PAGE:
Your biggest project is the series “Vučedol Secrets”. How did you do it?
– “Vučedol Secrets” is a series of five documentary-feature historical films and each of them shows one specific prehistoric theme from Vučedol culture, all according to the script of a renowned archaeologist, prof. Dr. Aleksandar Durman. We started shooting in 2018, and we are currently finishing the post-production of the third film. By the spring of 2023, we are planning to finish all five of them. Five years, five movies. About sixty people are involved in the production of each film. Among them, we have academic actors, amateur actors, technicians, collaborators … Throughout feature scenes and 3D reconstruction we have visualized life from the prehistoric period of Vučedol culture, 3000 – 2500 BC. It is a culture in our area with the highest living standards and most knowledge at the time of the construction of the Egyptian pyramids and it spread to the current thirteen European countries. It is a topic that deserves serious publicity both in Europe and in the world, and our contribution to that is certainly significant. We are creating everything in English and for the foreign market, and after a year of negotiations and preparation, we have hired a Hollywood actor Armand Assante who is a guest narrator in the films.
How difficult is it to visualize prehistoric life?
– The whole team of “Vučedol Secrets” is working on scientific facts that we try to transfer to films as much as possible: from the architecture of the settlement, costume design based on excavated ceramic idols, religious and ritual aspects of Indo-European life, props, author’s creations, art tattoos … Altogether it makes a demanding production both technically and on stage. There are hours and hours of drawing, preparing, planning, making 3D reliefs and settlements… Everything is challenging, but it is also very interesting. The team working on the project has crystallized but we are constantly expanding and enriching it with new people who are all under a common denominator – enthusiasts!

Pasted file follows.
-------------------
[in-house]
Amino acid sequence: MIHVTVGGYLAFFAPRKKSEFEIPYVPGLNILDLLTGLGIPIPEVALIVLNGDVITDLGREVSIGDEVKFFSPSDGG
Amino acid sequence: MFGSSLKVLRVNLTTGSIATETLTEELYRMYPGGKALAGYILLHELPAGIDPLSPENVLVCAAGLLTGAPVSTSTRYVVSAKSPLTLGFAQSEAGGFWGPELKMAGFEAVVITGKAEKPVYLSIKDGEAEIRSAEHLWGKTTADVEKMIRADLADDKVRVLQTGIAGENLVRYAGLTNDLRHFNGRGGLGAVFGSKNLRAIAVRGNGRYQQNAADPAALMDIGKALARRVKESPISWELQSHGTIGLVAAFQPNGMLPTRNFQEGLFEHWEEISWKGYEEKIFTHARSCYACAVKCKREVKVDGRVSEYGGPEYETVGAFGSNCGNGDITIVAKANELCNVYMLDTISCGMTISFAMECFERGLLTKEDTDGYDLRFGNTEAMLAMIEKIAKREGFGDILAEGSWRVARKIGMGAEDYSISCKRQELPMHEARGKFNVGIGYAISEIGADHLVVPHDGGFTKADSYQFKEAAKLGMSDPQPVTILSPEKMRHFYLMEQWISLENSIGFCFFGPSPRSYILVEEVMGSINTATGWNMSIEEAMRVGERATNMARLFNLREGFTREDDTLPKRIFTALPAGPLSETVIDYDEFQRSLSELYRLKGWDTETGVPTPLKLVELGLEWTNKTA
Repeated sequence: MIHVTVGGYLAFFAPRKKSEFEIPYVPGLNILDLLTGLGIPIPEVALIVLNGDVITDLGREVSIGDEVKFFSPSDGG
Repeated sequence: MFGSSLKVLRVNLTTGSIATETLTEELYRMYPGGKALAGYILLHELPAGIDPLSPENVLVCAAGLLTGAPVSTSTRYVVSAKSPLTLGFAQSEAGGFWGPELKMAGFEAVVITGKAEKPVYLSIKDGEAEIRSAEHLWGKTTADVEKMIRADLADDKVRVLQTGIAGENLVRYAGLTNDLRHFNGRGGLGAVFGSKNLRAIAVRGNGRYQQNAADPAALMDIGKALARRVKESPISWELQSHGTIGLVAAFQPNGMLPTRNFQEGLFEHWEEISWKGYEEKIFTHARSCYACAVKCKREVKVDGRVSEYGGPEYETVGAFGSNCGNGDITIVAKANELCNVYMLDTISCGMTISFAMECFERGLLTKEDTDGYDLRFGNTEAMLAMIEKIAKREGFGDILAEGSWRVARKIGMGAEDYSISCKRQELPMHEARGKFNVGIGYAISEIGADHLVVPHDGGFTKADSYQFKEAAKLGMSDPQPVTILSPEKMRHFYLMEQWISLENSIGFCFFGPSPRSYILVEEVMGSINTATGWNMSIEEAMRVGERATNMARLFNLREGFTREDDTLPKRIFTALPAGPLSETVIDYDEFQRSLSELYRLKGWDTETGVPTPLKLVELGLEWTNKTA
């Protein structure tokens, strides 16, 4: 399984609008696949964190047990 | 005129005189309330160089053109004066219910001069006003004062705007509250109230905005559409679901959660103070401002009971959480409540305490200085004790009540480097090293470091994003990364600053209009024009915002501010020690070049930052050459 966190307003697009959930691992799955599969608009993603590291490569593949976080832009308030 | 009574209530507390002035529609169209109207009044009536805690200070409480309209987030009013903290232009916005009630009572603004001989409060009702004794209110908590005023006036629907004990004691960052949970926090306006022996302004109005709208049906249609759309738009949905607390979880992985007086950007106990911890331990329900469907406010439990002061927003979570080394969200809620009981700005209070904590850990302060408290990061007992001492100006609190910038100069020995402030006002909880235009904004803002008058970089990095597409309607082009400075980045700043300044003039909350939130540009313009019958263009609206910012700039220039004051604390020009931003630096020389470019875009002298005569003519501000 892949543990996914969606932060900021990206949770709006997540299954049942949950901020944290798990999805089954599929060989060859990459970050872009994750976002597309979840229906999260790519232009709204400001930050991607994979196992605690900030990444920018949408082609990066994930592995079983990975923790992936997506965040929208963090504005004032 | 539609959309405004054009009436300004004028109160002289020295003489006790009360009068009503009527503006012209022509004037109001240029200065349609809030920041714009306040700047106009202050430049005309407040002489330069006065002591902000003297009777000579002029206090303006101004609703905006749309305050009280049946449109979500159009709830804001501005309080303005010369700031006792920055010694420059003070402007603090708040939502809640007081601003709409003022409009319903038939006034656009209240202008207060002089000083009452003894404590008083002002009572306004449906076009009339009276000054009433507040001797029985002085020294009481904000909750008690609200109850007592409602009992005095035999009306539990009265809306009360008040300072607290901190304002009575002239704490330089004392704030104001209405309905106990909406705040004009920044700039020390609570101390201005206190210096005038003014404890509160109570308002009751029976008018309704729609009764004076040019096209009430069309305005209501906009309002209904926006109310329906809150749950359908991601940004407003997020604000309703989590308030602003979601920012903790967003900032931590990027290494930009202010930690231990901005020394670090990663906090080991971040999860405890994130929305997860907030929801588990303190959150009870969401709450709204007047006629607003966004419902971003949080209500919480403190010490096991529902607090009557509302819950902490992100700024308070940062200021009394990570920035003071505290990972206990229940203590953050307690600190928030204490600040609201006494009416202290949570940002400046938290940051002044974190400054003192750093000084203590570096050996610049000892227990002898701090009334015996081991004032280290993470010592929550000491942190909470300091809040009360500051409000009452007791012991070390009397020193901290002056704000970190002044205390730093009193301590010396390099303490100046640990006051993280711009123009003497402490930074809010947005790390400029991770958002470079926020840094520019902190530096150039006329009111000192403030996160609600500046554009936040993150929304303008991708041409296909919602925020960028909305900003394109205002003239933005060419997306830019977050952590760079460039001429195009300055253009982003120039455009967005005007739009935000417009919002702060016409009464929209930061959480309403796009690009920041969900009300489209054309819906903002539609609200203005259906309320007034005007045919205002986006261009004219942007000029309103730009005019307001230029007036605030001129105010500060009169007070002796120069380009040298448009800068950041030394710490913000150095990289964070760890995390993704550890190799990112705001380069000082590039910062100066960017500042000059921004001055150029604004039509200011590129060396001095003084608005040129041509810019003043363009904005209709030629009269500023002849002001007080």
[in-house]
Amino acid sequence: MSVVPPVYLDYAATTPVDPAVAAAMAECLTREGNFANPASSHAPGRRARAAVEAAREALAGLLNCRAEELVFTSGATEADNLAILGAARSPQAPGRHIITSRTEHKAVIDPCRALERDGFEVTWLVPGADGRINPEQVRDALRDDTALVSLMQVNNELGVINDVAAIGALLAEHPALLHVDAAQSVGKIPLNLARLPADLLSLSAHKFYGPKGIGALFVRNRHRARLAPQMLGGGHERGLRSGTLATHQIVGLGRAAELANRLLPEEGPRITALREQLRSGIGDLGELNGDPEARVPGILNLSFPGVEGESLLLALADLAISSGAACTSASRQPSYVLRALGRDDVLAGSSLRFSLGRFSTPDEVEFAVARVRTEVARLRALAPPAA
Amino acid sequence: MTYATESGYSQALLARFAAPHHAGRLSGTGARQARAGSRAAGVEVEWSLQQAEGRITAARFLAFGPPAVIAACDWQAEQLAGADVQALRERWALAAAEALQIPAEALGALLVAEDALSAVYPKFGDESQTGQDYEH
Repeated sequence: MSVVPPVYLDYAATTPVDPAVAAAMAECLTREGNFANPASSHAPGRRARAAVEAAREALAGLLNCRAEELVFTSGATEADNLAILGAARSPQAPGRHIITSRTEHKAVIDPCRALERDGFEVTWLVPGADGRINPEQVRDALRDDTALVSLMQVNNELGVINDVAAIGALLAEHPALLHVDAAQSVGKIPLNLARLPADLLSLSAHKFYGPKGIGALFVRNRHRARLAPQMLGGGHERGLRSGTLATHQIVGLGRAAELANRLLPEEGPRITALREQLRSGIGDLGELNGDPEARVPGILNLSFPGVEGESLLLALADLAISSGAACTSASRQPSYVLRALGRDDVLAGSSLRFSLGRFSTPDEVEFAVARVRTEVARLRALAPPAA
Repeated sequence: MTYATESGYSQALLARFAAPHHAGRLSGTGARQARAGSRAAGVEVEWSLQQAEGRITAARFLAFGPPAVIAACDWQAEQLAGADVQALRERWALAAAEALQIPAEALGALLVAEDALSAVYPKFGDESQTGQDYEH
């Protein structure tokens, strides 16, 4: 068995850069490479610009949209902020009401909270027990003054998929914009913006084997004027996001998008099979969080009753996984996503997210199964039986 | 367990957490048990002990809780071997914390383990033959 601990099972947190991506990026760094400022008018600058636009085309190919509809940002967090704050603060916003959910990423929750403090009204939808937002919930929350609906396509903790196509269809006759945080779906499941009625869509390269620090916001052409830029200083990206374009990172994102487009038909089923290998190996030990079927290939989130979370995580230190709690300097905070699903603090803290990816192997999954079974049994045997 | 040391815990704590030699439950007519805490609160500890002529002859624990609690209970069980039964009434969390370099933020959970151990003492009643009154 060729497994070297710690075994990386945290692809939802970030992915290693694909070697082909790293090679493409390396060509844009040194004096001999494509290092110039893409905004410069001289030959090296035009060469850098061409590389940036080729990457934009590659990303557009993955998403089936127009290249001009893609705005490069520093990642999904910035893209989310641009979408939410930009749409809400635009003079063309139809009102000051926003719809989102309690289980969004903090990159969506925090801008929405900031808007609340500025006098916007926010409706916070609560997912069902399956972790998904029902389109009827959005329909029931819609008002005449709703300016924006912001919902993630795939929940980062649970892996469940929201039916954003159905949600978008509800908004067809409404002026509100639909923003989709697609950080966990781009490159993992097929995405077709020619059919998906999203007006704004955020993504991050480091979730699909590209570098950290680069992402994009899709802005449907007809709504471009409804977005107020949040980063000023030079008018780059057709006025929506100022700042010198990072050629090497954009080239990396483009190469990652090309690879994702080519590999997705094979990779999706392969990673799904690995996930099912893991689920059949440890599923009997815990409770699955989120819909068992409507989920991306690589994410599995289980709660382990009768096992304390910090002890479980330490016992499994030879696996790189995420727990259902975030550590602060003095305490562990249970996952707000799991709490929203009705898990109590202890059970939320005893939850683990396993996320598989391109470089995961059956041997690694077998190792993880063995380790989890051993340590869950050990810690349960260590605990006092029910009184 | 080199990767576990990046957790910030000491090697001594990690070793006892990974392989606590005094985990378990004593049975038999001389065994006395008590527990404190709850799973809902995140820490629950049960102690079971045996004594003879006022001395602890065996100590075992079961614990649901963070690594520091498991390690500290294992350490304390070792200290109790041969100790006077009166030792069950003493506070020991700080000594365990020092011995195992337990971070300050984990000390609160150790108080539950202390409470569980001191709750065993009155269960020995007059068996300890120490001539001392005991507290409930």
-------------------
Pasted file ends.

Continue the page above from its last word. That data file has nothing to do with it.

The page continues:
Are you satisfied with the feedback from international festivals for the first two films?
– Yes, we are proud of our success at international festivals so far. We got into the official competition of about twenty smaller and larger festivals, from awards in Mexico, Sarajevo, Berlin, Naples, and Mykonos. Great recognition comes from Crete from Greece, where we will be guests in August. It is of great importance because through the film ‘Vučedol partridge’ we show the roots of Greek mythology 1000 years before in Vučedol culture. In April we are in Berlin and we are registered for about 15 more festivals. We hope for great results and I am sure that the promotion of our cultural and historical heritage is just the beginning.
How difficult is it to cover the costs of such large projects?
– I think that is the main reason why there are no more documentaries like ours. What the national HRT produces is basically all we have. There are only a few independent private productions. Feature films are funded by the state about twenty times more generously per minute than documentaries. I made the first film on my own. I had to take a risk, no matter what. After the premiere of that film, I received an inquiry from the leader of Vukovar in which I was asked about my future plans. From the start the plan was a series, not just one film, so we immediately signed a partnership agreement with the City of Vukovar and thus solved the most necessary part of financing the production.